Three pigeons with previous exposure to interfood-clock schedules and one chamber were used.
The 3 pigeons were exposed first to 30 sessions of a 10-segment 60-s CFT schedule. Phase 2 implemented a single-stimulus FI schedule for comparison with the CFT schedule of Phase 1. The 60-s interval was not segmented into 10 separate stimuli; instead, the key was transilluminated with the final hue of the previous phase throughout the entire interfood interval. Food presentation followed the first response after the lapse of 60 s. This single-stimulus FI procedure was continued for 50 sessions.
Phase 3 added clock stimuli to the FI schedule. The clock advanced each 6 s through the same sequence used in the initial CFT schedule of Phase 1. The last stimulus remained in effect until the response-dependent food presentation occurred. This CFI schedule was identical to the Phase 1 procedure with the exception of the added response dependency. This phase lasted 30 sessions.
In the fourth phase both the stimulus change every 6 s and the response dependency were retained, but the order of the clock stimuli was randomized. For each 60-s interfood interval, the 10 clock stimuli were each presented once in a random order. This randomly clocked FI procedure was in effect for 20 sessions.
RESULTS AND DISCUSSION
Figure 3 presents the data obtained in this experiment. The mean response rate to each third of each stimulus across the last five sessions of each phase for each bird is depicted. The upper left frame in each set presents the data obtained with a CFT schedule. This schedule controlled successively increasing rates to the successively later stimuli in the second half of the interfood interval as was expected. All 3 birds exhibited the terminal rate decline seen in most of the birds of Experiment 1A.
The upper right frame in each set presents the data obtained under a single-stimulus FI schedule. The distribution of behavior obtained with this procedure was typical of an FI schedule but differed substantially from that maintained by a CFT schedule. Even though both schedules generated successively higher rates in successively later portions of the interval, responding in the single-stimulus FI schedule began, on average, much earlier. In addition, rate changes within each 10th of the interval were much less pronounced. This was expected because there were no correlated explicit stimulus changes. As the result of extending the interval until the response requirement was met, the mean interval duration over the last five sessions of this phase was 60.59 s.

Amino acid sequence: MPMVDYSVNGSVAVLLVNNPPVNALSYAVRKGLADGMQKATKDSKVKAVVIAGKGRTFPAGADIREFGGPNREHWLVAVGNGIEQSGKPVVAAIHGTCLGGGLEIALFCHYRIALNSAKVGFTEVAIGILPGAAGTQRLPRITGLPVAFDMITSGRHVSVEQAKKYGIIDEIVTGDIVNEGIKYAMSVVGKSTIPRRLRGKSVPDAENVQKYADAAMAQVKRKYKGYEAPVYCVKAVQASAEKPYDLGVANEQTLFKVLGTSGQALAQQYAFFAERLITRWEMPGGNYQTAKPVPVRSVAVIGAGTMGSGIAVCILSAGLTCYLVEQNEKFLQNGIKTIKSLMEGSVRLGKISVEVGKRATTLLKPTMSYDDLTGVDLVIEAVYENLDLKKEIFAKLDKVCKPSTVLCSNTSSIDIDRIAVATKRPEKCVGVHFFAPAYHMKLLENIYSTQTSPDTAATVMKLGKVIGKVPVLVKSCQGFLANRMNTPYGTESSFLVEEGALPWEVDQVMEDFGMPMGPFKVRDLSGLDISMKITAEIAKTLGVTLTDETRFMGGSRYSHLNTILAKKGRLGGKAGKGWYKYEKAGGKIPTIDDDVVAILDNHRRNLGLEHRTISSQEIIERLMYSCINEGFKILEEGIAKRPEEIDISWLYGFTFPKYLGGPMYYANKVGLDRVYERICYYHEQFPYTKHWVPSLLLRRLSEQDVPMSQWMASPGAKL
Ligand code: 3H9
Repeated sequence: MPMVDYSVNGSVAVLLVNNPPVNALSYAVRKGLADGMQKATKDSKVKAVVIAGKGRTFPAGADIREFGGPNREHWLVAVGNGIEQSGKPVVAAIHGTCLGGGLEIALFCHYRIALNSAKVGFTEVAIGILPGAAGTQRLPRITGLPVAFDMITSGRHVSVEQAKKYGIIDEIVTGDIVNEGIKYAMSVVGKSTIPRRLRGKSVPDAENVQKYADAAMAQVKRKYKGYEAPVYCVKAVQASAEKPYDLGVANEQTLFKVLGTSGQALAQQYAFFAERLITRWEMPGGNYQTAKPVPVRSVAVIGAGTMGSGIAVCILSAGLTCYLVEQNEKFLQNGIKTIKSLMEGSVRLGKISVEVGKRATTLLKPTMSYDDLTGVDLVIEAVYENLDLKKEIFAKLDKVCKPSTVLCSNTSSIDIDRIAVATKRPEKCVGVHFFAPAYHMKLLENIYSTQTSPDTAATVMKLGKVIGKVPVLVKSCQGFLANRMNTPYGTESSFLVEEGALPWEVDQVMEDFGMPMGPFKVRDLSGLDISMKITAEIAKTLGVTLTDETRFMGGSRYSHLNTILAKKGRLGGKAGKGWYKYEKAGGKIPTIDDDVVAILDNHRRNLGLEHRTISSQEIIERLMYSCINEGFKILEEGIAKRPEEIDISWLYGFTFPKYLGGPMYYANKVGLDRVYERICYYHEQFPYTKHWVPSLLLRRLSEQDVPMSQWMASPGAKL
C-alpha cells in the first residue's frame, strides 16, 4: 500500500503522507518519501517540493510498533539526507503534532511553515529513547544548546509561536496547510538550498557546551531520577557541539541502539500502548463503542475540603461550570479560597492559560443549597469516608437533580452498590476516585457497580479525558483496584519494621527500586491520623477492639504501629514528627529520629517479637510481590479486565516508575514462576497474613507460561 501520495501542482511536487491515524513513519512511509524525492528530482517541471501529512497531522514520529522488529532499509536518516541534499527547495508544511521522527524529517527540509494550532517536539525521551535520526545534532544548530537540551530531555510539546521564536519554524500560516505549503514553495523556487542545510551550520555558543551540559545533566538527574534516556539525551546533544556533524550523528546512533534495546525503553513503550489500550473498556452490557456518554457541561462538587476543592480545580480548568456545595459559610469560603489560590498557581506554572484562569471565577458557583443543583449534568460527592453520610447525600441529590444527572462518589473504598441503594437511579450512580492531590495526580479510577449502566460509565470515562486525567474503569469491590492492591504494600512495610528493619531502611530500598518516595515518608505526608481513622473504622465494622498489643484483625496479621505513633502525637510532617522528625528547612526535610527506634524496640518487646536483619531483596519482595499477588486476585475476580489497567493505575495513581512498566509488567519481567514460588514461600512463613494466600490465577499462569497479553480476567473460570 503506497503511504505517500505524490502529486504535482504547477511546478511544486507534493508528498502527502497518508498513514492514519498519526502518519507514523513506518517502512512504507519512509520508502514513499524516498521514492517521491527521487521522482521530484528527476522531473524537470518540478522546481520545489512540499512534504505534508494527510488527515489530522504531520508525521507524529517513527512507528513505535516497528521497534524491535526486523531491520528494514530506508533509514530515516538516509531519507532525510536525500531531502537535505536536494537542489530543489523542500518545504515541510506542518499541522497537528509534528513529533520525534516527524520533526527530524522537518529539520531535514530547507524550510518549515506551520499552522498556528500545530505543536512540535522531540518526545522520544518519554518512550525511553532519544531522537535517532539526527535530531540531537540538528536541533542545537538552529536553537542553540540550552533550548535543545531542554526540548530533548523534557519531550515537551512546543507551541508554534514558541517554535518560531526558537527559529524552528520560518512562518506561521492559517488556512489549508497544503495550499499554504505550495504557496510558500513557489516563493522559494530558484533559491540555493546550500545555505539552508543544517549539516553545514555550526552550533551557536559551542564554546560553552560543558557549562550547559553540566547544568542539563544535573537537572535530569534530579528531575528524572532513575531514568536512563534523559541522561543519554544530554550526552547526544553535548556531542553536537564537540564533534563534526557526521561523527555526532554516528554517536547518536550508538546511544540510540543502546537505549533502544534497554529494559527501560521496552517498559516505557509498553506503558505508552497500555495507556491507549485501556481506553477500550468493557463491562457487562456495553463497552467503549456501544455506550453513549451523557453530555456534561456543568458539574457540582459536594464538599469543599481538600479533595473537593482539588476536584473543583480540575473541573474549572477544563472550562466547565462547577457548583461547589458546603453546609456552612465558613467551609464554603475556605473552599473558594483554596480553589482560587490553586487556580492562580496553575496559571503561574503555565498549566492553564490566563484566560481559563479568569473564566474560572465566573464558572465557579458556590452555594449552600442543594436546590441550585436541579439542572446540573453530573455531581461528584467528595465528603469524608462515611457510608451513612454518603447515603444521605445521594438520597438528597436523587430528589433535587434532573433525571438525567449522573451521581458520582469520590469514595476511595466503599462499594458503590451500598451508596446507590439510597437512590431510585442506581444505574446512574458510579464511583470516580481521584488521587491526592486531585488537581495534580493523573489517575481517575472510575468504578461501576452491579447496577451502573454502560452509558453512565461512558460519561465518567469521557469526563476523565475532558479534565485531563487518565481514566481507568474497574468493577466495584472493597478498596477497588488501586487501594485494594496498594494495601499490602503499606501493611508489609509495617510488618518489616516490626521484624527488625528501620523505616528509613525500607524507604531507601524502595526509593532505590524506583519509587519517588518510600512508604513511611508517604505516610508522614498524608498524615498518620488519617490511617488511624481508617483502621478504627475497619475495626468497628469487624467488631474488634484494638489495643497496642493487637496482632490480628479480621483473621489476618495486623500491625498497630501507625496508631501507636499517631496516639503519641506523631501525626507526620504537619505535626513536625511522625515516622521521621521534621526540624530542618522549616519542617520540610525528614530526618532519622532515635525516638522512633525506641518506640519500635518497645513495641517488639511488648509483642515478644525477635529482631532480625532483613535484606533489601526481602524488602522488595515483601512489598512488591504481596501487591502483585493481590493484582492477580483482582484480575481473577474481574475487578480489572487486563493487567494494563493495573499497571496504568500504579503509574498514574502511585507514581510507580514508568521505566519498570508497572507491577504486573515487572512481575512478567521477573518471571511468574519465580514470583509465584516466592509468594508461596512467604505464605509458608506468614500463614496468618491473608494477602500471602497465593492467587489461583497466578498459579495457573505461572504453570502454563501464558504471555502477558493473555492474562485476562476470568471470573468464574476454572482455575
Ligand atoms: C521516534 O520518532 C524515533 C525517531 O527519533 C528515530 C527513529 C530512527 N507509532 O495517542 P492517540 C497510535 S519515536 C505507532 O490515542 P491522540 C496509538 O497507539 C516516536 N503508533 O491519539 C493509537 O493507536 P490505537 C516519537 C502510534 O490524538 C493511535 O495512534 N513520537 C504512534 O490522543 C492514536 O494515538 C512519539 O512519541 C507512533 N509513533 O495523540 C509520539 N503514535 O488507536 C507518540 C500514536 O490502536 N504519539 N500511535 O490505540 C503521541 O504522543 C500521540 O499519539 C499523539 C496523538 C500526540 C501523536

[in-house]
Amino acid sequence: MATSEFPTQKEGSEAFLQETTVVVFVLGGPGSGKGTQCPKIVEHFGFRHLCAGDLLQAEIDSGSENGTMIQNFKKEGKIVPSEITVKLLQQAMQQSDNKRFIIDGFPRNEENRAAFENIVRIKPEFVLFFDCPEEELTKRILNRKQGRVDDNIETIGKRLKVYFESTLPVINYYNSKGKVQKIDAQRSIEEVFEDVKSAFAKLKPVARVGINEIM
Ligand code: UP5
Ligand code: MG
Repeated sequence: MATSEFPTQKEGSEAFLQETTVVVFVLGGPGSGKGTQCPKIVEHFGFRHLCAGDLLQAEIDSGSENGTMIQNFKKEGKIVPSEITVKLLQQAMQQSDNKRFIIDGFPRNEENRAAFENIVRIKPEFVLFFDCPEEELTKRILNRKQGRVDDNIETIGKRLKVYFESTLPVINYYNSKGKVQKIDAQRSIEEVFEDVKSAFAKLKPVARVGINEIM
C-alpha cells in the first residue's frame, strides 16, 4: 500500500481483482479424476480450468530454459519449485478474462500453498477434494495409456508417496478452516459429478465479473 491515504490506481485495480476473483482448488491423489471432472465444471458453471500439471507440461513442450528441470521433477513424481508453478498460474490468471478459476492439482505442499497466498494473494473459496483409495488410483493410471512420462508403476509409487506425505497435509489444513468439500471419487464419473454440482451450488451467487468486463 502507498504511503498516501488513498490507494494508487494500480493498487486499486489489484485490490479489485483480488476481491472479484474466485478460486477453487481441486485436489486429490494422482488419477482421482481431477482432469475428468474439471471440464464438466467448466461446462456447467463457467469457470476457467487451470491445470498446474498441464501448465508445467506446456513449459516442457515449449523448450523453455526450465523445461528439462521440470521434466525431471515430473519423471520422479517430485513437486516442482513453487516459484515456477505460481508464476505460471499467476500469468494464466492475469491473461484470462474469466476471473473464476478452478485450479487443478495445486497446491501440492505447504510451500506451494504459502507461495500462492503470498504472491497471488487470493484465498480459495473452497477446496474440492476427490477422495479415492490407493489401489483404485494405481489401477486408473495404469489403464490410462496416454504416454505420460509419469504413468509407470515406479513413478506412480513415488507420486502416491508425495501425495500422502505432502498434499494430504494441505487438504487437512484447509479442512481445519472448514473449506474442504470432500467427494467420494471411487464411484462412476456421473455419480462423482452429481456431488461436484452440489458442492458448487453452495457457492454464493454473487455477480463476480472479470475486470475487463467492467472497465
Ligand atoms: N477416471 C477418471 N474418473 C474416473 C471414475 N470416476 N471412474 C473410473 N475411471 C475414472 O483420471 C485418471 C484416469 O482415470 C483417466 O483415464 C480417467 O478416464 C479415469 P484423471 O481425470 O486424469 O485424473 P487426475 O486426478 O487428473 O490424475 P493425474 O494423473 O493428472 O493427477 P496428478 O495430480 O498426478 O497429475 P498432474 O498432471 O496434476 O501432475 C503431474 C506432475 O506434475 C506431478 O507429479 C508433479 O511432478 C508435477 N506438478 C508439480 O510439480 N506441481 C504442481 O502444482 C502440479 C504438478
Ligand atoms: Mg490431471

Phase 3 added clock stimuli to the simple FI schedule of Phase 2. As a result, less responding occurred in the early portions of the interval. The resulting distribution of responding can be seen in the lower left frame of each set. In general, the pattern of responding across the interfood interval appeared to be the same as the behavior maintained by a CFT schedule. This comparison of CFT and CFI schedules replicated the finding obtained in Experiment 1A. The only notable difference between CFT and CFI is, again, the higher mean response rate at the last portion of the interval when a response is required. The mean interval length over the last five sessions of this phase was 60.40 s.
The final phase maintained the response dependency but randomized the clock stimuli. This manipulation was implemented to provide a comparison between the behavior controlled by a randomly clocked FI and a single-stimulus FI. In general, the overall response distribution obtained with this procedure was the same as that controlled by a single-stimulus FI schedule. The mean rates in each 10th of the interval were very similar to those obtained with the single-stimulus FI schedule. This finding indicated that a fixed number of stimulus changes in an interval was not a sufficient condition to obtain lower mean response rates in the early portions of an interval. The mean interval length over the last five sessions of this phase was 60.39 s.
However, the randomized-clock procedure did produce an interesting effect. A clearly defined drop in response rate in the first third of each of the final stimuli occurred, followed by a rate increase across the remainder of the stimulus duration. This effect occurred for the most part in the second half of the interval and was increasingly pronounced as the interval elapsed. In this respect the individual component stimuli of a randomly clocked FI schedule produced first-half suppression similar to that found in a CFI, a simple FI (Skinner & Morse, 1957), or in chained FI schedules ( Byrd, 1971).